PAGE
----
CSX, RJ Corman to transport historic locomotive to Kentucky Rail Heritage Center
RAVENNA, Ky. — A giant piece of Kentucky’s past will be rumbling through the bluegrass this summer. Chesapeake and Ohio 2716, a massive 75-year old steam locomotive, will be making a triumphant journey from the Bardstown area to Ravenna, Kentucky, July 26 through 28. The 400-ton engine is slated to be restored to operation, taking center stage at the Kentucky Rail Heritage Center, a blossoming Eastern Kentucky economic development project based in Estill County.
The Kentucky Steam Heritage Corporation, a 501(c)(3) public charity, is spearheading efforts to help revitalize the regional economy in Appalachian Kentucky with a multi-faceted rail-based initiative. The locomotive’s move will be a mobile kick-off for the project, allowing the public to get an up-close view of a piece of the region’s past, and what may be a key part of its future.
Thanks to collaboration from both CSX Transportation and Nicholasville, Ky.-based RJ Corman Railroad Group, the locomotive will be transported over a three-day period from the Kentucky Railway Museum, in New Haven, to Estill County. The unprecedented event will also include several stops and a public excursion, the proceeds from which will be shared by Kentucky Steam Heritage and the Kentucky Railway Museum, both non-profit entities.
Chris Campbell, Kentucky Steam Heritage president, says the weekend-spanning odyssey will be a culmination of months of planning and shows extraordinary generosity and buy-in from two large rail companies.
“This project is about much more than just trains, and our corporate partners really understand the vision,” he said. “Kentucky Steam’s focus is to spur economic development and job creation through tourism, utilizing the region’s rich rail history as a springboard. Over a half century ago, this engine helped build and sustain the economy of the eastern part of our state, and all of Appalachia. We want to tell that story as well as to help write the next chapter for the region.”
Last May, Kentucky Steam announced that a deal had been struck with CSX Transportation to purchase a 40-acre tract of decommissioned railyard in Estill County. Ambitious development plans for the Kentucky Rail Heritage Center include a diverse set of attractions based around trains — a restaurant, brewery and event center, concert venue, walking trails and a railroad restoration shop which will include a partnership with Estill and Lee County schools. Area vo-tech students will be able to participate in the rehab of historic train equipment while gaining valuable technical skills training and program credit hours.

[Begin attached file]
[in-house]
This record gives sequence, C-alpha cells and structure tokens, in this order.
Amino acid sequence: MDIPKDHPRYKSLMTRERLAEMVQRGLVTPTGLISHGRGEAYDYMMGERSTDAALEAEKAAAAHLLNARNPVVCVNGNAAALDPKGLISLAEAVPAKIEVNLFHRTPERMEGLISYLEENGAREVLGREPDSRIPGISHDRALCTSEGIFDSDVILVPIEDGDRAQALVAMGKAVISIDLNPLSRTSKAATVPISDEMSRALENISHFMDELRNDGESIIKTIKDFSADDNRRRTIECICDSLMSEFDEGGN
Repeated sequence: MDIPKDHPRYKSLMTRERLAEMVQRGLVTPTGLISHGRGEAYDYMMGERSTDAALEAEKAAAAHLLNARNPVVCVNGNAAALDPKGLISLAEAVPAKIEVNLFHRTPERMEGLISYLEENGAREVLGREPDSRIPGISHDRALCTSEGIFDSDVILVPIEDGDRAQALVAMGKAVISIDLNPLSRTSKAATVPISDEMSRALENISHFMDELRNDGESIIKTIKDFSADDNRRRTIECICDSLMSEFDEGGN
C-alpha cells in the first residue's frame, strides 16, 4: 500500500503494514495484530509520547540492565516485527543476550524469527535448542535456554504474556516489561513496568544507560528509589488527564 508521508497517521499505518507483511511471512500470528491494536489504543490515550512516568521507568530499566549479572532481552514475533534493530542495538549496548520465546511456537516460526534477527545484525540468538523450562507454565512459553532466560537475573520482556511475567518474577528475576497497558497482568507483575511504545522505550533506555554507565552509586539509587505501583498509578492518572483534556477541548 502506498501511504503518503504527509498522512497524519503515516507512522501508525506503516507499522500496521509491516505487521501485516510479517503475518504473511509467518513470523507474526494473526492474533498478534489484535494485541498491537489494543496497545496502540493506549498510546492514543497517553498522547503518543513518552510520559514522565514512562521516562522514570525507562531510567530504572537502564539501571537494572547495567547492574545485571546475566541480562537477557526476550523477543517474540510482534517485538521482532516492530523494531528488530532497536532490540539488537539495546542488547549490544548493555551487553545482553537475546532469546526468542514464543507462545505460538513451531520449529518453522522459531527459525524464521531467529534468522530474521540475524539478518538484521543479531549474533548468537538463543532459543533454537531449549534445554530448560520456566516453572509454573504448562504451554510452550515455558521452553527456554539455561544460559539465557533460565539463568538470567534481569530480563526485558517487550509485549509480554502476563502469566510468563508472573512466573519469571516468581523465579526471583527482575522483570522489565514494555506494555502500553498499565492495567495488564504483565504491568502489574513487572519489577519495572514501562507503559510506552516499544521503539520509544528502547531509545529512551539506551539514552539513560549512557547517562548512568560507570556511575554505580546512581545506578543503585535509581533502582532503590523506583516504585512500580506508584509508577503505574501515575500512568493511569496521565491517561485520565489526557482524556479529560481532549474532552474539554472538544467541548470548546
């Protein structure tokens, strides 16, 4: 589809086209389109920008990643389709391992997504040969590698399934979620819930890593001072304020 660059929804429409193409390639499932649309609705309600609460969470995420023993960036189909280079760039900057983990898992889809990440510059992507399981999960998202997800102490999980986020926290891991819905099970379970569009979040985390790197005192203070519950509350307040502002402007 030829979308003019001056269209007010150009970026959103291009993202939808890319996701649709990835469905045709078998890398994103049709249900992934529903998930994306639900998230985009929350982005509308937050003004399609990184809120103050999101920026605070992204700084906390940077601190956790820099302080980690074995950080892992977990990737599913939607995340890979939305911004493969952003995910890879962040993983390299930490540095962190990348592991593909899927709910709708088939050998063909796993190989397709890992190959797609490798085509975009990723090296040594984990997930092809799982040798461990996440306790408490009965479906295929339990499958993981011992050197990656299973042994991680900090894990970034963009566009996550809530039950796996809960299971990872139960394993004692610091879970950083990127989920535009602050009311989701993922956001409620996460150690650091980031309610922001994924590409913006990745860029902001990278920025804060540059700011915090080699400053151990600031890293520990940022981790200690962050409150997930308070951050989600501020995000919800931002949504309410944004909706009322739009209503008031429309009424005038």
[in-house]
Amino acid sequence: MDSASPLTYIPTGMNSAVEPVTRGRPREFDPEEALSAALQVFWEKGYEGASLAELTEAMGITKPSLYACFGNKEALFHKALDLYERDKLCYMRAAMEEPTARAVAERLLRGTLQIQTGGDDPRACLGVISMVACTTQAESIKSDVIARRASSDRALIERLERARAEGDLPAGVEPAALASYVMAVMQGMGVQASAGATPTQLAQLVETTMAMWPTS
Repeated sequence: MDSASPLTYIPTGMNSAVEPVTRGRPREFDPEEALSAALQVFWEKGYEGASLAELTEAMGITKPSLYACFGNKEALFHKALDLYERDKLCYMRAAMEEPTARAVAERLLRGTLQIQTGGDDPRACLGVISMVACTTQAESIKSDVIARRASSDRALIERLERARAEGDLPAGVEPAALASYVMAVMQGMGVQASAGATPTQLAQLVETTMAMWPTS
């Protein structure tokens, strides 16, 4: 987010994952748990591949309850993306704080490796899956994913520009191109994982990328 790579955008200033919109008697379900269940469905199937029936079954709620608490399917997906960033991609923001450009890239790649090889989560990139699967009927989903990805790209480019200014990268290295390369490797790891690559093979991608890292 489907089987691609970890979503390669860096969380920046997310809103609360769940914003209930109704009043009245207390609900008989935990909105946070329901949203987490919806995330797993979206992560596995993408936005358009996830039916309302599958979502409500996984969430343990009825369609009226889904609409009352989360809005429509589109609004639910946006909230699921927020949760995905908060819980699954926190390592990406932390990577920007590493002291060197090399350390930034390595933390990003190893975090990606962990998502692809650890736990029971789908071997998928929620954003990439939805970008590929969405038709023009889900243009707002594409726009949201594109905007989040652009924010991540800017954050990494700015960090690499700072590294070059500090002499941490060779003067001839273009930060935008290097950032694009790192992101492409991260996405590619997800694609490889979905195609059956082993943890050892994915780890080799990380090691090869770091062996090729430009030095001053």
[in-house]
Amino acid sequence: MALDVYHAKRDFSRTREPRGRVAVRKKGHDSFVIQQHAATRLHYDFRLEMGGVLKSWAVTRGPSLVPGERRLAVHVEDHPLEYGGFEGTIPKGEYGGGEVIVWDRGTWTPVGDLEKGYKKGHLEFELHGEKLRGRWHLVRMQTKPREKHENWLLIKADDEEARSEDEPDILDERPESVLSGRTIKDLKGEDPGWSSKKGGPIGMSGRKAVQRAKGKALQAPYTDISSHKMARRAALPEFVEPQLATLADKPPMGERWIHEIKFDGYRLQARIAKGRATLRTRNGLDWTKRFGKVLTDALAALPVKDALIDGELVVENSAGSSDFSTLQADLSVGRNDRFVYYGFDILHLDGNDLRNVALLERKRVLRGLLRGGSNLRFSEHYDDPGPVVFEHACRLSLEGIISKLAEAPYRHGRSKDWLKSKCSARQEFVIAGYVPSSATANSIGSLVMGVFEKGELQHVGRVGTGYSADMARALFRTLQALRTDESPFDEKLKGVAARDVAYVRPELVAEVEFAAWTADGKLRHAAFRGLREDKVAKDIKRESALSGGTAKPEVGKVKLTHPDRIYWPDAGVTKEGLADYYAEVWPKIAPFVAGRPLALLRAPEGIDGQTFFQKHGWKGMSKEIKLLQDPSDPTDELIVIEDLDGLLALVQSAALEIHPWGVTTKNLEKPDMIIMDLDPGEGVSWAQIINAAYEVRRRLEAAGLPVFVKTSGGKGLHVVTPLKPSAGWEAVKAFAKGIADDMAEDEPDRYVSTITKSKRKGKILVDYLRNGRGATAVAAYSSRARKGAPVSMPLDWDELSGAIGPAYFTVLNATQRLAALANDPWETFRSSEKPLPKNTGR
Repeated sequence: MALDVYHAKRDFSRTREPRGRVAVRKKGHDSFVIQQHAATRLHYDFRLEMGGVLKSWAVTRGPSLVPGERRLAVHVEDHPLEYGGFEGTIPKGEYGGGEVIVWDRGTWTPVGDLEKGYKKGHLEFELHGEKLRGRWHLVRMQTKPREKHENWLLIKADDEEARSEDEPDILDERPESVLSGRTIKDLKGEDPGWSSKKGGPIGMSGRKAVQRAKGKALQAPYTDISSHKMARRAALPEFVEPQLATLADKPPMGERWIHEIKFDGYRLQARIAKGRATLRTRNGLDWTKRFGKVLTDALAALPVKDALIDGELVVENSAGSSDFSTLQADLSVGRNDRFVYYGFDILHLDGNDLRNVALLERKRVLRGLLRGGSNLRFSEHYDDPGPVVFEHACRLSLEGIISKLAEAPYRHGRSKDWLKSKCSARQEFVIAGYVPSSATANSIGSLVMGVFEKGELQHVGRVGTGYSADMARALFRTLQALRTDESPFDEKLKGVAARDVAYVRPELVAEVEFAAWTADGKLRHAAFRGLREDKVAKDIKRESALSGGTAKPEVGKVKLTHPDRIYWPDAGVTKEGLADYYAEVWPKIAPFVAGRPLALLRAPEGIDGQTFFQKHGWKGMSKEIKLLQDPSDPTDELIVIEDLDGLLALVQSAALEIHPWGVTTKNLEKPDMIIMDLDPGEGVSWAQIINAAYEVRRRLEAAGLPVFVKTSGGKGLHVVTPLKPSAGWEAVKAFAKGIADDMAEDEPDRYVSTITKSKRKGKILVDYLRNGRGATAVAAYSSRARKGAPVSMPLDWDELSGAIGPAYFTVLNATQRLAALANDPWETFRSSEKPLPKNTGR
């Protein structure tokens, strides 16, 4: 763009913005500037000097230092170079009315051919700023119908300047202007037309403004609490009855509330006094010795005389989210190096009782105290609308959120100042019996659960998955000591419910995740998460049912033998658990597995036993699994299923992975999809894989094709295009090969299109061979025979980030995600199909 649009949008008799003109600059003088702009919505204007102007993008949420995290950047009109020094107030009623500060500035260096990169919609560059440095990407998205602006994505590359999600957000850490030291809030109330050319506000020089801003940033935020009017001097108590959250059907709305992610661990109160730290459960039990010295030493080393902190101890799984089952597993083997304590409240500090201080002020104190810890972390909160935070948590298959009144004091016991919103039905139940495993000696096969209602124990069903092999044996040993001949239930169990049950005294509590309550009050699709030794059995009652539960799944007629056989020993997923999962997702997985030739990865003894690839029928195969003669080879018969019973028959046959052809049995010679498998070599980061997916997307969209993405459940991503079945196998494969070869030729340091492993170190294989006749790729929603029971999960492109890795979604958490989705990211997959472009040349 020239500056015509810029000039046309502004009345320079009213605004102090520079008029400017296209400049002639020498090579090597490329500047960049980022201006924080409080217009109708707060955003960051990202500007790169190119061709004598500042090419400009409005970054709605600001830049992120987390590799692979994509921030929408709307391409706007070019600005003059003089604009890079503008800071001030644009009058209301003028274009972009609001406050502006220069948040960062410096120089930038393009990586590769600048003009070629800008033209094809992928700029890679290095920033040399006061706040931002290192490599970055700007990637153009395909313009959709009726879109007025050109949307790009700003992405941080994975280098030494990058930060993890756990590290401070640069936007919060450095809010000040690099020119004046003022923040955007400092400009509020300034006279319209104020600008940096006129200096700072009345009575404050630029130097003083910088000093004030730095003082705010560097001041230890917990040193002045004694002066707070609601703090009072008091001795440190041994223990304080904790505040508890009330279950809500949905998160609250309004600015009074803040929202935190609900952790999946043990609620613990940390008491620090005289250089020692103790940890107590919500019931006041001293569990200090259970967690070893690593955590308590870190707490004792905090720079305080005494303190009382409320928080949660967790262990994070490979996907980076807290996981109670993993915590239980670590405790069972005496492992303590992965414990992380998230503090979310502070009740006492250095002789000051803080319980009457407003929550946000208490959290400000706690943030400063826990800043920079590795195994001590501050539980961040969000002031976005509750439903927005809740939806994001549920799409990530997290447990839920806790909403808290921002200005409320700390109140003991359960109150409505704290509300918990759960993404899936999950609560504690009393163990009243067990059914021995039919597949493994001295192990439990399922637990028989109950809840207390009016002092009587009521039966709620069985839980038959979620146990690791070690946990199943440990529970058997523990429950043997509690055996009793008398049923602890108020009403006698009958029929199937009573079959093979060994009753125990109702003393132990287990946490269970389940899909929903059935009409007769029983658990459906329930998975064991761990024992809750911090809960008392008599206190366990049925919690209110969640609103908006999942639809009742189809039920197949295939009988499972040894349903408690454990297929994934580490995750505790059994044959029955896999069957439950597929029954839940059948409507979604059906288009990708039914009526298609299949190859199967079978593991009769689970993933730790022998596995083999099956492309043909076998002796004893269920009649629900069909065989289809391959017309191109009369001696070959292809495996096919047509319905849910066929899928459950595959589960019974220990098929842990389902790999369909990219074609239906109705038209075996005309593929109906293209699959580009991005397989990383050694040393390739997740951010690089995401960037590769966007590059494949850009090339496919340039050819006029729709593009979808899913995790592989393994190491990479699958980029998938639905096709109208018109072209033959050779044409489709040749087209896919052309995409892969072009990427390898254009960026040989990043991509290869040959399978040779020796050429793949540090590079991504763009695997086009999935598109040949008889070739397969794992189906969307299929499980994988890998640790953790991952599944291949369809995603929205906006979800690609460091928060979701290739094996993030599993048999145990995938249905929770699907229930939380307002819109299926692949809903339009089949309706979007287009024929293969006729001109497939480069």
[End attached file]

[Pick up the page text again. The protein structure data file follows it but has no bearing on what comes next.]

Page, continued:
The property was acquired from CSX in late-2018 and work began over the winter by a growing number of volunteers from the area and surrounding states. Many of the volunteers are drawn in by the chance to help rebuild the locomotive, one of the few remaining examples of what helped define the industry and economy of Appalachia.
Steam Locomotive 2716 was built in 1943 and operated pulling freight and passenger trains for thirteen years — mostly in Appalachia — before being retired in 1957. It was donated to the Kentucky Railway Museum — then located in Louisville — by the Chesapeake and Ohio Railway in May of 1959. Over the past sixty years, the engine has only operated for a few short months before being put on static display in 2001 at the museum’s new home in New Haven, south of Bardstown.
Kentucky Steam leased the engine from the Kentucky Railway Museum in 2016, with the intent of restoring it to operation. Once rehabbed, it will be one of the largest operating steam engines in the nation. The process of restoration is costly, however, mainly because replacement parts have to be custom manufactured and fitted by hand. The group hopes to offset some of the costs of the restoration through donations and revenues generated by the upcoming public send-off excursion.
The move of the locomotive will be spearheaded by CSX Transportation and RJ Corman, a joint-effort that will result in photo opportunities, public tours and displays in several cities along the 200-plus-mile-long journey. Details for the schedule will be solidified early this summer, but the tentative route should bring the locomotive through Louisville, Frankfort, Midway, Lexington and Winchester before it arrives in Ravenna. The public will be able to access and tour the engine, as well as other pieces of historic equipment, at several predesignated stops along the route. Campbell stresses that while the series of events is intended to engage the public, safety is of the utmost importance.
“We think this will be a great way to let people interact with our project and to get them excited about what we are doing,” he said. “But, the best way that the public can say ‘thanks’ to the companies that are helping move this amazing artifact is to be safe, smart and respectful around railroad tracks and property.”
Tickets to ride the special July 26 excursion at the Kentucky Railway Museum featuring steam locomotive 2716 and other historic trains will go on sale on Thursday, April 18 at 9 a.m. EST. A limited number of seats are available.
For more details and updates, information on membership, donations and for ordering tickets, visit www.kentuckysteam.org
For more info about the Kentucky Railway Museum, visit www.kyrail.org